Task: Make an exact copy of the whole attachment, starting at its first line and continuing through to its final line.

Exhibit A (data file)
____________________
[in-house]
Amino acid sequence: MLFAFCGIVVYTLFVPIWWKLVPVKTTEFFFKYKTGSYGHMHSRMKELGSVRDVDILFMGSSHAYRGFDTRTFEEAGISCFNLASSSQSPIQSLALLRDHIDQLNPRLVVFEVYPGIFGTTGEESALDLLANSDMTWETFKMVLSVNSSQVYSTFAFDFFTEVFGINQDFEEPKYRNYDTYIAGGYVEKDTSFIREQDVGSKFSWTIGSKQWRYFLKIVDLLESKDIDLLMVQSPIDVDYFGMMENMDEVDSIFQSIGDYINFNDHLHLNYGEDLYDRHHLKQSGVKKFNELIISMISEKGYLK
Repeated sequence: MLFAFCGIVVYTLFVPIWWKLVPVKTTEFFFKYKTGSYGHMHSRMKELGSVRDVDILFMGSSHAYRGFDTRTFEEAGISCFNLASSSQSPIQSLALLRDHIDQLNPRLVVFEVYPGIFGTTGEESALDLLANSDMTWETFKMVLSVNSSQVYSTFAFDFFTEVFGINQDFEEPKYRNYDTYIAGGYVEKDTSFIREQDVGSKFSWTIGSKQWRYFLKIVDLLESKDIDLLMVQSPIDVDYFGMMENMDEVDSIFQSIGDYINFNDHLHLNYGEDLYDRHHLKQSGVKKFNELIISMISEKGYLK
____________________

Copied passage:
[in-house]
Amino acid sequence: MLFAFCGIVVYTLFVPIWWKLVPVKTTEFFFKYKTGSYGHMHSRMKELGSVRDVDILFMGSSHAYRGFDTRTFEEAGISCFNLASSSQSPIQSLALLRDHIDQLNPRLVVFEVYPGIFGTTGEESALDLLANSDMTWETFKMVLSVNSSQVYSTFAFDFFTEVFGINQDFEEPKYRNYDTYIAGGYVEKDTSFIREQDVGSKFSWTIGSKQWRYFLKIVDLLESKDIDLLMVQSPIDVDYFGMMENMDEVDSIFQSIGDYINFNDHLHLNYGEDLYDRHHLKQSGVKKFNELIISMISEKGYLK
Repeated sequence: MLFAFCGIVVYTLFVPIWWKLVPVKTTEFFFKYKTGSYGHMHSRMKELGSVRDVDILFMGSSHAYRGFDTRTFEEAGISCFNLASSSQSPIQSLALLRDHIDQLNPRLVVFEVYPGIFGTTGEESALDLLANSDMTWETFKMVLSVNSSQVYSTFAFDFFTEVFGINQDFEEPKYRNYDTYIAGGYVEKDTSFIREQDVGSKFSWTIGSKQWRYFLKIVDLLESKDIDLLMVQSPIDVDYFGMMENMDEVDSIFQSIGDYINFNDHLHLNYGEDLYDRHHLKQSGVKKFNELIISMISEKGYLK